Apple knowingly sold MacBook Pro notebooks that had faulty screens in 2016 and 2017. That’s according to a judge presiding over a lawsuit relating to flexgate.

Flexgate saw MacBook Pro screens display faulty backlights at the bottom of the display, caused by a faulty flex cable.

The cables connect the display to the main logic board and, after months of being opened and closed, those cables began to break. The result was a strange issue that saw the bottom of the screens appear unevenly lit.

That, according to U.S. District Judge Edward Davila, is something Apple must have been aware of during the design process.

From a Law360 report on the case:

U.S. District Judge Edward Davila determined that the consumers’ allegations of Apple conducting intensive pre-release testing, which the consumers say was conducted by a team of “reliability engineers” who carried out stress tests and other procedures that would have alerted Apple to defects behind the display failures, sufficiently demonstrate that Apple was aware of the alleged defect.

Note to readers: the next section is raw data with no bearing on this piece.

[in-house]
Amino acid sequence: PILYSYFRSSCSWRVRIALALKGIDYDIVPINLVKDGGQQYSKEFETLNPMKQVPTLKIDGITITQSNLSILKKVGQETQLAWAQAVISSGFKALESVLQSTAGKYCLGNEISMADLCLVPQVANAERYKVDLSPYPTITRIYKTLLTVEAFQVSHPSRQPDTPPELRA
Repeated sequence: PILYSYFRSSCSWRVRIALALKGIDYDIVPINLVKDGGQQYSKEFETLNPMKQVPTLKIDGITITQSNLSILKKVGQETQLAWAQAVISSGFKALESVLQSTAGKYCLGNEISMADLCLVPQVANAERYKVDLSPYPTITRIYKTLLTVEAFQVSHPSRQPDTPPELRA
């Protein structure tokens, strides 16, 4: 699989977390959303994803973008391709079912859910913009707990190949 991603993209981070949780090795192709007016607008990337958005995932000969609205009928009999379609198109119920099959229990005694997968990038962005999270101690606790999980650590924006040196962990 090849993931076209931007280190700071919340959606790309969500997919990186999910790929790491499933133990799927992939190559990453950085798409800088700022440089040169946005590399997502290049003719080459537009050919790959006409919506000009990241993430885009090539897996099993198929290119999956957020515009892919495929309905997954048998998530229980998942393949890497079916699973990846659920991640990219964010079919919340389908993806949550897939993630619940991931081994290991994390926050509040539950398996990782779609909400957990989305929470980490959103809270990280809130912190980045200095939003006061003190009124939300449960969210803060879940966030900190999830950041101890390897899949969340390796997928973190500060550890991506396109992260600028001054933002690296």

“The court finds that the allegations of pre-release testing in combination with the allegations of substantial customer complaints are sufficient to show that Apple had exclusive knowledge of the alleged defect,” the judge wrote in his opinion.

Apple subsequently fixed the issue and offered impacted users a free repair. But that wasn’t enough to stop the lawsuits from flying and that’s exactly what the judge was dealing with recently.

It remains to be seen how this particular lawsuit pans out, but it’s already looking pretty bad for Apple.

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